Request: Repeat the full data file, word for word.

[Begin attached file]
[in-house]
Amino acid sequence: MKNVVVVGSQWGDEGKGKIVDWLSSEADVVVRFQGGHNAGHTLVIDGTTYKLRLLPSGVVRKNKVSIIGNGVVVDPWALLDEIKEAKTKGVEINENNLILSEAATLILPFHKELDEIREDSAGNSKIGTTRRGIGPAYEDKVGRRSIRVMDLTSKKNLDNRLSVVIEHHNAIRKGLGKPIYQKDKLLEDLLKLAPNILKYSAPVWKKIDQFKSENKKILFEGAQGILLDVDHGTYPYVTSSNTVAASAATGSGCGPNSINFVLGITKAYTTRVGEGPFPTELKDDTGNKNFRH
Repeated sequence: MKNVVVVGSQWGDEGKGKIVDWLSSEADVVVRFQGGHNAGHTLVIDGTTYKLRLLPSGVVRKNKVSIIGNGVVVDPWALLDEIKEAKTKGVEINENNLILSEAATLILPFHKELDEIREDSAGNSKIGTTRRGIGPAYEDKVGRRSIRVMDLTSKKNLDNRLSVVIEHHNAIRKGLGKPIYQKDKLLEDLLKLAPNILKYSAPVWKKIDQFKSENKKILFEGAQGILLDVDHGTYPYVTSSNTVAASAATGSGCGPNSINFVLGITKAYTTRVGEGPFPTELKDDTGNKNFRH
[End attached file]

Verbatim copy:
[in-house]
Amino acid sequence: MKNVVVVGSQWGDEGKGKIVDWLSSEADVVVRFQGGHNAGHTLVIDGTTYKLRLLPSGVVRKNKVSIIGNGVVVDPWALLDEIKEAKTKGVEINENNLILSEAATLILPFHKELDEIREDSAGNSKIGTTRRGIGPAYEDKVGRRSIRVMDLTSKKNLDNRLSVVIEHHNAIRKGLGKPIYQKDKLLEDLLKLAPNILKYSAPVWKKIDQFKSENKKILFEGAQGILLDVDHGTYPYVTSSNTVAASAATGSGCGPNSINFVLGITKAYTTRVGEGPFPTELKDDTGNKNFRH
Repeated sequence: MKNVVVVGSQWGDEGKGKIVDWLSSEADVVVRFQGGHNAGHTLVIDGTTYKLRLLPSGVVRKNKVSIIGNGVVVDPWALLDEIKEAKTKGVEINENNLILSEAATLILPFHKELDEIREDSAGNSKIGTTRRGIGPAYEDKVGRRSIRVMDLTSKKNLDNRLSVVIEHHNAIRKGLGKPIYQKDKLLEDLLKLAPNILKYSAPVWKKIDQFKSENKKILFEGAQGILLDVDHGTYPYVTSSNTVAASAATGSGCGPNSINFVLGITKAYTTRVGEGPFPTELKDDTGNKNFRH